U.S. Treasury Secretary Henry Paulson plans Monday to call for sweeping structural changes in the way the government monitors financial markets, capping a broad review aimed at revamping a system of regulatory oversight built piecemeal since the Civil War.Sweeping Changes in Paulson Plan (Wall Street Journal, 30 March 2008)
If even only some of the changes get made, they would represent a major reworking of the U.S. regulatory system for finance. Such an outcome would likely take years and would also require major compromises from an increasingly partisan Congress.
Opposition is already emerging from critics who feel the document nods too far toward deregulation. The revamp process began early last year before the credit crunch and was initially aimed at improving American competitiveness. As such, it's a hybrid that both adds new rules to deal with recent financial woes but also simplifies old structures in a way that favors some in the finance industry.
"It takes a certain chutzpah to say the appropriate response to a financial crisis is to loosen regulation," said Barbara Roper of the Consumer Federation of America, a consumer advocacy group. "Wall Street generally looks to me like they didn't get hit with anything they don't want."
The proposal will also trigger messy feuds over turf at a time when confidence in government supervision is low. On Friday -- hours before the Treasury document became public --John Reich, head of the Office of Thrift Supervision, which regulates federal savings and loans, or thrifts, sent a memo to employees stating: "Many of you might be wondering whether financial services restructuring is an idea whose time has finally come. I don't think so." Under the plan, OTS would be merged out of existence. (See an internal memo from the OTS director.)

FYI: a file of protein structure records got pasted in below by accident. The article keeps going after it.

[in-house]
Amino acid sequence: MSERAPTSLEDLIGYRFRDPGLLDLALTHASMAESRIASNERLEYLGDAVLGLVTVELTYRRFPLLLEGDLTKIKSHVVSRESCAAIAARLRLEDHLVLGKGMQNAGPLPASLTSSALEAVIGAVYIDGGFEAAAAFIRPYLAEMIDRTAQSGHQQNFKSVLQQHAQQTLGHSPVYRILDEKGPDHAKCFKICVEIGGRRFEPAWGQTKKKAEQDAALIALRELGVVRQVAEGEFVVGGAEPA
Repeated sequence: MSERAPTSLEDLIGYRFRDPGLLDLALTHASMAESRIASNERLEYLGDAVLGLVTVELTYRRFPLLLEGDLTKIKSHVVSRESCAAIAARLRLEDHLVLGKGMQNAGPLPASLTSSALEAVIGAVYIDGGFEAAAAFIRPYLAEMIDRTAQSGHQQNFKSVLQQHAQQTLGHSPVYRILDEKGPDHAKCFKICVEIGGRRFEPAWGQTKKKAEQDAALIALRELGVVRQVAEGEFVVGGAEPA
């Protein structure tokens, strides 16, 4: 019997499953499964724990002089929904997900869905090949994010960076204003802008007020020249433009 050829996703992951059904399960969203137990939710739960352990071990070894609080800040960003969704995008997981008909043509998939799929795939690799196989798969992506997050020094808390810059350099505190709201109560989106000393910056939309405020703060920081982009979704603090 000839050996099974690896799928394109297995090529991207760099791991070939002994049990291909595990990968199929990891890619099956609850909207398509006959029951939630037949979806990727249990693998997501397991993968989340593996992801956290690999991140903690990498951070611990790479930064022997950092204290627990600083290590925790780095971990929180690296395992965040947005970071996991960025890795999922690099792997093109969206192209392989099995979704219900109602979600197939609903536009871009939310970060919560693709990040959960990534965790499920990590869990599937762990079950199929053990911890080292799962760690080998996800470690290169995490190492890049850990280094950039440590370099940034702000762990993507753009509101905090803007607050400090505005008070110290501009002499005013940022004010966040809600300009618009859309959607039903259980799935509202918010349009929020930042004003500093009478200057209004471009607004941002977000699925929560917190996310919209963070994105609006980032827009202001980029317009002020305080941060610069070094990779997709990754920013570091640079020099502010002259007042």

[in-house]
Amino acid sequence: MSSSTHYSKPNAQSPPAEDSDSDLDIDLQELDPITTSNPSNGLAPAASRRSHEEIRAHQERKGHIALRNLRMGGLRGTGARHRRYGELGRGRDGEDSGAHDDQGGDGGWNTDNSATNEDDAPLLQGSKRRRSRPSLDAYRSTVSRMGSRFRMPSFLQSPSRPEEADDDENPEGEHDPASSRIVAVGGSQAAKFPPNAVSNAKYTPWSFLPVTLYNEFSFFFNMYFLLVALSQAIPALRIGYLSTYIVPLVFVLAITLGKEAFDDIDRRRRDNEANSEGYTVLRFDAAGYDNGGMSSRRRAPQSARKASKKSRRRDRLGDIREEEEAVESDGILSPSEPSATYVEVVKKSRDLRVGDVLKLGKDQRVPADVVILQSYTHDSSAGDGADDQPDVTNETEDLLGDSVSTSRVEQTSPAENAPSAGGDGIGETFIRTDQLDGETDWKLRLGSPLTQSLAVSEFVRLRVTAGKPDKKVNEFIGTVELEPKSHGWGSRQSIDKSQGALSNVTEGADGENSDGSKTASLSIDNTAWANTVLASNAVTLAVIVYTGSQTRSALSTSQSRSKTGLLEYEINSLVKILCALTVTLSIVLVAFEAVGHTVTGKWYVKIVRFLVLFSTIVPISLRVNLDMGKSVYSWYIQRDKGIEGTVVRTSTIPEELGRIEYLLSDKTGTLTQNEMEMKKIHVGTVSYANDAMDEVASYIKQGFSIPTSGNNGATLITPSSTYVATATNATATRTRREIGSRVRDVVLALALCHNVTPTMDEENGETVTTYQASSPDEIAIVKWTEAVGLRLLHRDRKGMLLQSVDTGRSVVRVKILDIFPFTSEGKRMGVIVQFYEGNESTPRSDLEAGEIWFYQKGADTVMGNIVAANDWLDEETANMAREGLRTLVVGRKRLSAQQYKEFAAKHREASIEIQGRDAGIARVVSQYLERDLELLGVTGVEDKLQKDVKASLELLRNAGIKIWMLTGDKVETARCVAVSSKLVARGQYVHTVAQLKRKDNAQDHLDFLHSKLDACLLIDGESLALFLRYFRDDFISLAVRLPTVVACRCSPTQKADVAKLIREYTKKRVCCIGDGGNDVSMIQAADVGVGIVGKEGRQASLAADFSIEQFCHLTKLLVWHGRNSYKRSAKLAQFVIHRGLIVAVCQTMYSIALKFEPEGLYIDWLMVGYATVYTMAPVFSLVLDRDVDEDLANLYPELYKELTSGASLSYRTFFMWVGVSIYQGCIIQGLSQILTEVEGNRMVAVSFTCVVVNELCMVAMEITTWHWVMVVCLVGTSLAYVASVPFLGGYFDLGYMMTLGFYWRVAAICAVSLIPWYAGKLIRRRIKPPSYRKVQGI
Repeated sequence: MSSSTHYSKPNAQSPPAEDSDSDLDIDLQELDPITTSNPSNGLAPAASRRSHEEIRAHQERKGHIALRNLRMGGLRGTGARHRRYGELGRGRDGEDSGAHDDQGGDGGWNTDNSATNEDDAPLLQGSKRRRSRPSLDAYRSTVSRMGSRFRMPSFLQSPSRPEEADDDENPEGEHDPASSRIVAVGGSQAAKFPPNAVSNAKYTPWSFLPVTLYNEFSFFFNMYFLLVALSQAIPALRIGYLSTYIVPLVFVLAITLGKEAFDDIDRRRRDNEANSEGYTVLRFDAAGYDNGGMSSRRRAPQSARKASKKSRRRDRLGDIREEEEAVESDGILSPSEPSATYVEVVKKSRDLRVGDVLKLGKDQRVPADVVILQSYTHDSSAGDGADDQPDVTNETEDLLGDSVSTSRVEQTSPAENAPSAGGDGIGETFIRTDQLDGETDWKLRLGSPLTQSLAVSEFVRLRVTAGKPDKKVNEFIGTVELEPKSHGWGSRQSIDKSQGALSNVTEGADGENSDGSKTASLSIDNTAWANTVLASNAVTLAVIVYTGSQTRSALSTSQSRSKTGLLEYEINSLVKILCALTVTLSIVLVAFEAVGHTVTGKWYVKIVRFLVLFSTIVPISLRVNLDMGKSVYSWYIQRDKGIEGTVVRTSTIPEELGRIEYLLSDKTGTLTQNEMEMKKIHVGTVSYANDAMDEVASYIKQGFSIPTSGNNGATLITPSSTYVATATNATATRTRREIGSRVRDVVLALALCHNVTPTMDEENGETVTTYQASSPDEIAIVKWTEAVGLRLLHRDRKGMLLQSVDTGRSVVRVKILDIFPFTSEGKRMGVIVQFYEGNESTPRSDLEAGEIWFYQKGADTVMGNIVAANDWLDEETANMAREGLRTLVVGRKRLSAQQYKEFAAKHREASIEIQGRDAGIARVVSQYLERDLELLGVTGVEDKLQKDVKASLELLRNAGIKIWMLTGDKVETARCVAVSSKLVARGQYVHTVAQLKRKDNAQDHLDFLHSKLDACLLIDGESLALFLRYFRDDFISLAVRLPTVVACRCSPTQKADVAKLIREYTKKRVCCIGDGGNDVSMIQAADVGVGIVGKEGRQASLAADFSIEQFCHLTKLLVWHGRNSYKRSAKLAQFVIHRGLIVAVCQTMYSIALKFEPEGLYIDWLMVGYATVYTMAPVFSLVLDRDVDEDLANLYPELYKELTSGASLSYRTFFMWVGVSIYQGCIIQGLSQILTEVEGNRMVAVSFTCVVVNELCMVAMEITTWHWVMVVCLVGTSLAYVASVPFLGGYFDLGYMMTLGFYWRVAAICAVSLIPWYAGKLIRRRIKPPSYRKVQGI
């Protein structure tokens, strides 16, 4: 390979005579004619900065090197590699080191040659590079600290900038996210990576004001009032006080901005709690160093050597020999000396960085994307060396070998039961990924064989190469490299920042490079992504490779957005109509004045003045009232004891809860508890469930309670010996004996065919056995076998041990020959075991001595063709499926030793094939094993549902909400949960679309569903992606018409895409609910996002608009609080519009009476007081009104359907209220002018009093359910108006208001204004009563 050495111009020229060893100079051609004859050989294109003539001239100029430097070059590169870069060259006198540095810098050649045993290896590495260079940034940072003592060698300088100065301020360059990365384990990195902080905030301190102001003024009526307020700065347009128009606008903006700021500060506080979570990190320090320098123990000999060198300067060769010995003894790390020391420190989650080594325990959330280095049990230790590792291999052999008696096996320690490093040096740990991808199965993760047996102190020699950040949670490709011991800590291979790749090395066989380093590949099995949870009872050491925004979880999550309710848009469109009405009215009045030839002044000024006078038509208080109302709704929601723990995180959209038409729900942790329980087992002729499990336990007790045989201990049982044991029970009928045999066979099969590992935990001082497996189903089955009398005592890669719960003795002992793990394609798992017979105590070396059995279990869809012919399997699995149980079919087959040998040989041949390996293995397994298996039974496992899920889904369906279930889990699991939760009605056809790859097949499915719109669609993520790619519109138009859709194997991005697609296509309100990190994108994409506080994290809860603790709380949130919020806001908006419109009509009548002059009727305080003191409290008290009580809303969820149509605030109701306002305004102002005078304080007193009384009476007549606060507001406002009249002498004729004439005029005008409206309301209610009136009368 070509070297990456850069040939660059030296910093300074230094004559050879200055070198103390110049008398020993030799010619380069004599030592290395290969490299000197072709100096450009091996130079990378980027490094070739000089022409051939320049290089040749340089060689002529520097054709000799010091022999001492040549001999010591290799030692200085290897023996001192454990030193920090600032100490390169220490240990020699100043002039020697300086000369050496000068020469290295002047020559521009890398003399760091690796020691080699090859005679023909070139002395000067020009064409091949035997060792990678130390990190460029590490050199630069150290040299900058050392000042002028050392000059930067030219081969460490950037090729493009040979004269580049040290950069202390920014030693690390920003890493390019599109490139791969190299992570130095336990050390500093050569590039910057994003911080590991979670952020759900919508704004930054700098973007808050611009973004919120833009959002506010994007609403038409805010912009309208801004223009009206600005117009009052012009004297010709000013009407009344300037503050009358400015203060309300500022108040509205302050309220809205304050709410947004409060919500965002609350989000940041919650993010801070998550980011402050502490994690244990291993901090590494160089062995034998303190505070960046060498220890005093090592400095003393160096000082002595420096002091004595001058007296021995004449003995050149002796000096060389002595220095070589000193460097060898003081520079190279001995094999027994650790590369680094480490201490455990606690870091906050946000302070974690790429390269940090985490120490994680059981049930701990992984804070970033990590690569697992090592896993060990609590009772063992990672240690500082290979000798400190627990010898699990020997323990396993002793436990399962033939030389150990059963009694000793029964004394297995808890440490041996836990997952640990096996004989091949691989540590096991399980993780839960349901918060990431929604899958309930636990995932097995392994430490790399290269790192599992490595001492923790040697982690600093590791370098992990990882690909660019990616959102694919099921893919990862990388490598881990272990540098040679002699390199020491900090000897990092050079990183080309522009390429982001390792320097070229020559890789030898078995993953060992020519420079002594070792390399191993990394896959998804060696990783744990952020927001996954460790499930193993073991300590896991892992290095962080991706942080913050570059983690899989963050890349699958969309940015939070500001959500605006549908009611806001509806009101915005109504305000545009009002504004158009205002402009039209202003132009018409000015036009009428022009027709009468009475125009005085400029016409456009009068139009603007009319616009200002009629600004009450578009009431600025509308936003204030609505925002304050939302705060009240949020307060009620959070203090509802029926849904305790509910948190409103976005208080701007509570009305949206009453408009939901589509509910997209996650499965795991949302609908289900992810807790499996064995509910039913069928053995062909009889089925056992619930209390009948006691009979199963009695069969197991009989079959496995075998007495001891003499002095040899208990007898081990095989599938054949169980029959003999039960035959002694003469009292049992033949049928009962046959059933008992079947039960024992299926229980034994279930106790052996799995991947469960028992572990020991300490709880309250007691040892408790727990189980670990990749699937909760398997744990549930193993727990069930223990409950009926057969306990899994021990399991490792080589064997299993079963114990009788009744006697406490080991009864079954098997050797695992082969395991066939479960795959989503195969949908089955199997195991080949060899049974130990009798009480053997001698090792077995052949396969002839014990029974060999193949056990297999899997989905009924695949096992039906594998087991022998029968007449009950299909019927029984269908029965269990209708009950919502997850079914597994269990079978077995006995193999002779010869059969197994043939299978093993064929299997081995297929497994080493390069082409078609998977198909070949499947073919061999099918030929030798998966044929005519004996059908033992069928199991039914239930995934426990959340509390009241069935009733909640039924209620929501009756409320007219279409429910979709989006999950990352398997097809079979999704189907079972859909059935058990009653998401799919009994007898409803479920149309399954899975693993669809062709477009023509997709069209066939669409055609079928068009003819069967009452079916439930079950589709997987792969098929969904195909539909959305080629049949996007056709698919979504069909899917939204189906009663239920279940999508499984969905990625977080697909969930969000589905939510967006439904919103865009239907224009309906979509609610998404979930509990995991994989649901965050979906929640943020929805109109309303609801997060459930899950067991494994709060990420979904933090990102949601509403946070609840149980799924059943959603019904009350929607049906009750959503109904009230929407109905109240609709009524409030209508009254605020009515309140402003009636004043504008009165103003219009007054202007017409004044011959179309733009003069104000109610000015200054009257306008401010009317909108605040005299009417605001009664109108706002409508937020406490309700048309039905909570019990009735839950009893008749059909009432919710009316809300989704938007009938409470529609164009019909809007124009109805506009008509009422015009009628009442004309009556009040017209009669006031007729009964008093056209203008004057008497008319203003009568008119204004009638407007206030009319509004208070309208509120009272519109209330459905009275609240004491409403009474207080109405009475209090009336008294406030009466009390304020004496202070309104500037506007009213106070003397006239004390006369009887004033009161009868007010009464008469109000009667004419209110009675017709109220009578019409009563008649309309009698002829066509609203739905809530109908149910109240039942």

There's one other thing you need, and it's getting harder to find: a local record store. The kind of place with poster-covered walls, tattoo-covered customers, and an indie-rock aficionado at the cash register, somebody in a retro T-shirt who helps you navigate the store's eclectic inventory.
A few years ago on just one block of Chapel Hill's Franklin Street, the main drag in what's been called America's ideal college town, four or five such places catered both to locals and University of North Carolina students.
But with the demise of Schoolkids Records, the last one is gone. Schoolkids had planned to gut it out through March, but couldn't even make through its final week and shut down Saturday. It's just the latest victim in an industry hit by rising college-town rents, big-box retailers, high CD prices, and - most importantly - a new generation of college students for whom music has become an entirely online, intangible hobby they often don't have to pay for.